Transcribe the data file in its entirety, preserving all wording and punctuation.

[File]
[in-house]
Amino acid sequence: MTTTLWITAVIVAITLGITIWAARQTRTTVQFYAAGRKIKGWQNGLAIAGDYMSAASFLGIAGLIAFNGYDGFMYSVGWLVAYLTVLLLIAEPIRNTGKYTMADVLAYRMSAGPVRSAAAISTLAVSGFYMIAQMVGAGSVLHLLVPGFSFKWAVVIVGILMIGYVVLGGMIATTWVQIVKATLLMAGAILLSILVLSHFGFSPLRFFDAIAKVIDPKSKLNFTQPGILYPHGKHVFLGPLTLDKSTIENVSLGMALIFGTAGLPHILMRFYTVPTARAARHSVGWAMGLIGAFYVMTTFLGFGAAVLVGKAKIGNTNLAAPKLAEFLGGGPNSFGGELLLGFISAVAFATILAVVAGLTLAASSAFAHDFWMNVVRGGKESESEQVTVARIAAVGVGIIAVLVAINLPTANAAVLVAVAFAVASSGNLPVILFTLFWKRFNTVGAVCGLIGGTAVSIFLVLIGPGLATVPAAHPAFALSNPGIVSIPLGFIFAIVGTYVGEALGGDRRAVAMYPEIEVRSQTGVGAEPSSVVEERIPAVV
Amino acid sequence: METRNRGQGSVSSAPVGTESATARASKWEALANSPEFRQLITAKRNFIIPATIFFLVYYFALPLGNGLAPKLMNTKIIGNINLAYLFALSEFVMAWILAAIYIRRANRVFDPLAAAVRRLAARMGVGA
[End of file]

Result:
[in-house]
Amino acid sequence: MTTTLWITAVIVAITLGITIWAARQTRTTVQFYAAGRKIKGWQNGLAIAGDYMSAASFLGIAGLIAFNGYDGFMYSVGWLVAYLTVLLLIAEPIRNTGKYTMADVLAYRMSAGPVRSAAAISTLAVSGFYMIAQMVGAGSVLHLLVPGFSFKWAVVIVGILMIGYVVLGGMIATTWVQIVKATLLMAGAILLSILVLSHFGFSPLRFFDAIAKVIDPKSKLNFTQPGILYPHGKHVFLGPLTLDKSTIENVSLGMALIFGTAGLPHILMRFYTVPTARAARHSVGWAMGLIGAFYVMTTFLGFGAAVLVGKAKIGNTNLAAPKLAEFLGGGPNSFGGELLLGFISAVAFATILAVVAGLTLAASSAFAHDFWMNVVRGGKESESEQVTVARIAAVGVGIIAVLVAINLPTANAAVLVAVAFAVASSGNLPVILFTLFWKRFNTVGAVCGLIGGTAVSIFLVLIGPGLATVPAAHPAFALSNPGIVSIPLGFIFAIVGTYVGEALGGDRRAVAMYPEIEVRSQTGVGAEPSSVVEERIPAVV
Amino acid sequence: METRNRGQGSVSSAPVGTESATARASKWEALANSPEFRQLITAKRNFIIPATIFFLVYYFALPLGNGLAPKLMNTKIIGNINLAYLFALSEFVMAWILAAIYIRRANRVFDPLAAAVRRLAARMGVGA